'Mad Men' Inspires Appreciation for Architecture of the Recent Past

Montgomery County, Maryland is confronting a conundrum common to inner-ring suburbs now facing development pressures. How to make the case for protecting mid-century buildings that some consider too young, or "too plain or ugly," to preserve.
March 4, 2013, 8am PST | Jonathan Nettler | @nettsj
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Katherine Shaver looks at the efforts of Montgomery County to catalog its mid-century-modern building stock, in the face of redevelopment pressures and the appeal of neo-traditional style developments. The Washington, DC suburb is stepping up its efforts to preserve its recent past by setting up a database - “Montgomery Modern” - of the area's significant buildings and subdivisions from the late 1940s through the early 1960s.

“The challenge is always preserving the recent past,” Clare Lise Kelly, a historic-preservation planner for Montgomery County, said. “It’s easy to look at things from 100 years ago and see them as historic. . . . If we don’t act now to assess resources from this time period, they’ll be gone, and then it’s too late to say, ‘That apartment complex was really special.’ ”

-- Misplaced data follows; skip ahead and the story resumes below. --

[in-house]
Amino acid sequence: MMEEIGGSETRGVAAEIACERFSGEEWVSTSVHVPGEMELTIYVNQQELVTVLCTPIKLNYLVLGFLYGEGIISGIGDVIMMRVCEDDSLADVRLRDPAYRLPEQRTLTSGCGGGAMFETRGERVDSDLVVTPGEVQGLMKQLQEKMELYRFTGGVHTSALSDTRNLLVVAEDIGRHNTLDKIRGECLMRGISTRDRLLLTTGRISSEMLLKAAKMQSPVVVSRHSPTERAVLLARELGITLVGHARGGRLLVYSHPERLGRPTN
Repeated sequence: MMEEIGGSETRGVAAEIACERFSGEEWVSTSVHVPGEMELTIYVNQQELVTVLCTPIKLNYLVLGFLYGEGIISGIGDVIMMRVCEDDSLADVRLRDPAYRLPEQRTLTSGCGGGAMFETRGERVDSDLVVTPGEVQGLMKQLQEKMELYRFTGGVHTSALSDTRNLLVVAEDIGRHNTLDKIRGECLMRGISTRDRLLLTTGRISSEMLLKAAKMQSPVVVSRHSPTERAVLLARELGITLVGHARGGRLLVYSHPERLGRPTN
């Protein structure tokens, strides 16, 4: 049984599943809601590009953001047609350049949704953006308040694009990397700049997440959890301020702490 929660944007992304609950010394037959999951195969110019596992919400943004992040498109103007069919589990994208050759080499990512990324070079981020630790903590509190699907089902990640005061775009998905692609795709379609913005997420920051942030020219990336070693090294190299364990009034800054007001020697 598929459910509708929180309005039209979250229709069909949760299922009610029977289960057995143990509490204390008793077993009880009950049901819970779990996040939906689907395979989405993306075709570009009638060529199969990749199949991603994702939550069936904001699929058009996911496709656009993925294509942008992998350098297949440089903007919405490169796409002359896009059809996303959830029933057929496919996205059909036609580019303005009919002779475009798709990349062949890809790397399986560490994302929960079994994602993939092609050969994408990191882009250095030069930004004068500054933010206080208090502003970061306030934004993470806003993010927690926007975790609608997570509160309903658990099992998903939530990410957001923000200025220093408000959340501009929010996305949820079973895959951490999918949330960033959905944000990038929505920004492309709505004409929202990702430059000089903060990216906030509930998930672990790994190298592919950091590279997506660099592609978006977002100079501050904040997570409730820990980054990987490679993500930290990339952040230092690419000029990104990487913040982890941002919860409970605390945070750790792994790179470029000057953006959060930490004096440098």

"Kelly said she realizes that some people consider modernist buildings too young — and, in some cases, too plain or ugly — to warrant protection," writes Shaver. "It’s not about age or looks, she said. It’s about preserving critical pieces of architectural history from the post-World War II population and building boom that transformed suburbs such as Montgomery from rural bedroom communities into dense subdivisions and commercial districts."

Thanks to Bora Mici

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Published on Thursday, February 28, 2013 in The Washington Post
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